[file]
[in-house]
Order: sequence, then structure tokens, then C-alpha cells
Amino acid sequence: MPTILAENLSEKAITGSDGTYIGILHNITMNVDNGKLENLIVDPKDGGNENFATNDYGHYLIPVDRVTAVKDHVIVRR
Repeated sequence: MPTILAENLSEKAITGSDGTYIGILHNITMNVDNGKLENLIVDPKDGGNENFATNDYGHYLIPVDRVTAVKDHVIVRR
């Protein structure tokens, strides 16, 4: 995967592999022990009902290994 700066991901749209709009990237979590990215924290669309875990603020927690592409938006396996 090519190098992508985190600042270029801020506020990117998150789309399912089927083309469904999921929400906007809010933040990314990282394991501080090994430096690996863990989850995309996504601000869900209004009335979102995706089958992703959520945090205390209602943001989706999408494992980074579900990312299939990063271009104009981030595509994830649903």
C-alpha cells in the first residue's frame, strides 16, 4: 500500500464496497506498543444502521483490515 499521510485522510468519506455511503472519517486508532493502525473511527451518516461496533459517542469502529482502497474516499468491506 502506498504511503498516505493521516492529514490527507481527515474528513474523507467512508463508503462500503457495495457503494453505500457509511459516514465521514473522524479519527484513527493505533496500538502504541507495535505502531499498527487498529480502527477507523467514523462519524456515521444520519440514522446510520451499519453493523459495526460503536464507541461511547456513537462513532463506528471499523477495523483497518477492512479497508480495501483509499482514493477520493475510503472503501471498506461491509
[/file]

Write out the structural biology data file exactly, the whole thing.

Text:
[in-house]
Order: sequence, then structure tokens, then C-alpha cells
Amino acid sequence: MPTILAENLSEKAITGSDGTYIGILHNITMNVDNGKLENLIVDPKDGGNENFATNDYGHYLIPVDRVTAVKDHVIVRR
Repeated sequence: MPTILAENLSEKAITGSDGTYIGILHNITMNVDNGKLENLIVDPKDGGNENFATNDYGHYLIPVDRVTAVKDHVIVRR
């Protein structure tokens, strides 16, 4: 995967592999022990009902290994 700066991901749209709009990237979590990215924290669309875990603020927690592409938006396996 090519190098992508985190600042270029801020506020990117998150789309399912089927083309469904999921929400906007809010933040990314990282394991501080090994430096690996863990989850995309996504601000869900209004009335979102995706089958992703959520945090205390209602943001989706999408494992980074579900990312299939990063271009104009981030595509994830649903």
C-alpha cells in the first residue's frame, strides 16, 4: 500500500464496497506498543444502521483490515 499521510485522510468519506455511503472519517486508532493502525473511527451518516461496533459517542469502529482502497474516499468491506 502506498504511503498516505493521516492529514490527507481527515474528513474523507467512508463508503462500503457495495457503494453505500457509511459516514465521514473522524479519527484513527493505533496500538502504541507495535505502531499498527487498529480502527477507523467514523462519524456515521444520519440514522446510520451499519453493523459495526460503536464507541461511547456513537462513532463506528471499523477495523483497518477492512479497508480495501483509499482514493477520493475510503472503501471498506461491509